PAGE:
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(h) Ability to meet safety distance criteria for storage and maintenance of ammunition, guided missiles, and special weapons. On area presently assigned—none. On Government-owned land immediately adjacent to depot, sufficient to provide for all safety criteria. There are no facilities in being for this at the present time except 38 igloos presently storing requirement of Fort Lewis.
(i) Second destination transportation costs: Fiscal year 1960, $518,000 ; fiscal year 1961, $516,000 (projected).
(j) Receiving costs : Fiscal year 1961, $28.40 per ton (does not include transportation costs to depot).
(k) Shipping costs: Fiscal year 1961, $47.43 per ton (does not include transportation costs from depot).
(1) Maintenance in storage costs: Fiscal year 1960, fiscal year 1961 : Cyclical inspection (condition of materiel) $5.19 per ton; processing for storage (packaging, packing, marking, minor repairs to supplies), $62.37 per ton ; miscellaneous storage activity, $1.19 per month per ton in storage.
(m) Expansion capability : Dependent entirely on what is required that can be diverted from Fort Lewis Reservation.
(n) Troop training capability. Very little as far as the immediate area of the depot is concerned other than the technical training-capabilities of Fort Lewis are unknown for this requirement.
(0) General supply storage space-1,852,000 square feet covered storage, including 452,000 square feet controlled humidity warehouses, and 60,000 square feet controlled humidity in other (dry tank), plus, 72,000 square feet barracks buildings readily convertible to storage use. Open, 9,224,000 square feet improved plus 80,000 acres if required on Fort Lewis.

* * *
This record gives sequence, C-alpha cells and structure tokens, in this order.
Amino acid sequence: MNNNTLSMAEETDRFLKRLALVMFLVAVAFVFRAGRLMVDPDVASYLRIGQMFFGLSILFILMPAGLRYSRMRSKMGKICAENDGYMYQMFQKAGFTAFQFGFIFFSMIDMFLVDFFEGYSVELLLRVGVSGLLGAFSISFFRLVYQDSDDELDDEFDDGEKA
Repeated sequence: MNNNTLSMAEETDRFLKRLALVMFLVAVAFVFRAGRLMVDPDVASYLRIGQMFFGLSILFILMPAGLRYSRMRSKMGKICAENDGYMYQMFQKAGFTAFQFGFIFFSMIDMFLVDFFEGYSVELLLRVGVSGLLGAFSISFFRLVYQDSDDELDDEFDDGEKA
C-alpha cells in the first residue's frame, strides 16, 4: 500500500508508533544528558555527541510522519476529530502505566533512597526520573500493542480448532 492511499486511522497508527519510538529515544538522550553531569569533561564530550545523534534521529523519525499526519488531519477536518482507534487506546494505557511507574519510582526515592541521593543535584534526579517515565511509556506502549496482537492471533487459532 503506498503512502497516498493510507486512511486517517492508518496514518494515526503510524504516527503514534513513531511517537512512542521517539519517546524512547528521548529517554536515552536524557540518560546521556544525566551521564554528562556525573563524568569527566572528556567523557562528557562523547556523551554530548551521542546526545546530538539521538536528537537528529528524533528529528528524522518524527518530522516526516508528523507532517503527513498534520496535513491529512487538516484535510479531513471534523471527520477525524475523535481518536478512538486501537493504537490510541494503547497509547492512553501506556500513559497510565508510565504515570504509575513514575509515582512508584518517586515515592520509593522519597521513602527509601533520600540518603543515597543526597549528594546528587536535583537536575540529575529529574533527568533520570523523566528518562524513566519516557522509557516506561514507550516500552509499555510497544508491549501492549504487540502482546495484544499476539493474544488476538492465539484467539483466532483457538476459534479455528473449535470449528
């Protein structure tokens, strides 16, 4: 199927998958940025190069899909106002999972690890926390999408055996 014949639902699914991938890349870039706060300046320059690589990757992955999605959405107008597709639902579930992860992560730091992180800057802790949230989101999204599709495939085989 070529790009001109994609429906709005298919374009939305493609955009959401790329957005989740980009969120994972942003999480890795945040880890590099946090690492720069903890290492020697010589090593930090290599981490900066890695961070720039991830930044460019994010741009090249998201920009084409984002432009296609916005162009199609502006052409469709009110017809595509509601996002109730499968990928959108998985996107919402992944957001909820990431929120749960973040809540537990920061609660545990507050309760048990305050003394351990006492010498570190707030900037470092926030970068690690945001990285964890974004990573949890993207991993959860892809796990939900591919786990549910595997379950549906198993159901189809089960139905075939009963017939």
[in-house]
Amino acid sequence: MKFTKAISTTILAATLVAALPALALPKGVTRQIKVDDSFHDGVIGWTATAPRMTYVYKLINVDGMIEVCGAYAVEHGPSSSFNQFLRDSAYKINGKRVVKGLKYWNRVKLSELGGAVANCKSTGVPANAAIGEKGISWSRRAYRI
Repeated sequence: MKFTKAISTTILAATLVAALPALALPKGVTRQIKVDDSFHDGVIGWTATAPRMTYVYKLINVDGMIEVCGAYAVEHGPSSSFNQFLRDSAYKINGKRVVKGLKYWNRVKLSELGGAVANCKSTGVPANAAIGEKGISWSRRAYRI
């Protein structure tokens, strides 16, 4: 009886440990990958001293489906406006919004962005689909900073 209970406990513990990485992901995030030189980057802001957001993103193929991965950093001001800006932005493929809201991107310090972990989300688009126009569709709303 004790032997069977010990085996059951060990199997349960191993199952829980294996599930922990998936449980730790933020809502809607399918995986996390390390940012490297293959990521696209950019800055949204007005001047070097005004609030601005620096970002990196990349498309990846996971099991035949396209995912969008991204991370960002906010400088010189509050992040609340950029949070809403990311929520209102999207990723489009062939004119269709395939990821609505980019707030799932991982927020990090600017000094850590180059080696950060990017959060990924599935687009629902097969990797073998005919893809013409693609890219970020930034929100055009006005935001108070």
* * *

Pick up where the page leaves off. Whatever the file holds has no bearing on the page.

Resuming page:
(p) Ammunition storage space-none on depot.
(q) Cost to expand to complete Ordnance missions : No attempt is made to estimate cost to expand to complete mission as this is not economical, i.e., conventional ammunition.
(r) Depot maintenance cost: Are comparable with all depots in the rebuilding of Ordnance items.
(8) Intransit privilege available on carload shipments to same freight commodity classification for delayed shipment of 24 months maximum. This permit Mount Rainier Ordnance Depot to reship in carload lots to customers at the same cost as direct shipment from procurement to customer.
(t) Transcontinental rail lines deliver and pick up rail shipments at Mount Rainier Ordnance Depot gate without back-haul charge.
(u) Approximately 13 miles southwest of city of Tacoma and 17 miles northeast of city of Olympia. Adjacent to Fort Lewis and McChord Field. 5. Prospective workload. This is as reported by the Office, Chief of Ordnance. It cannot be further implemented by the depot.
6. Whether the workload which has been performed at Mount Rainier is slowly going to be passed on to other installations? Phase down of workload has been in process for several years—particularly in the area of conventional ordnance, trucks, tanks, artillery, small arms, etc. Transition has been to elertronics and missiles.
7. What studies have been made at Mount Rainier about new functions for new weapon maintenance ?
As presently constituted MROD has no ammunition storage capacity. This would, of course, include new weapons systems.
Mr. COURTNEY. And two, Mr. Chairman, information with respect to the housing facilities and capabilities of towns adjoining or adjacent to these newly chosen reservations and Ordnance districts is to be supplied.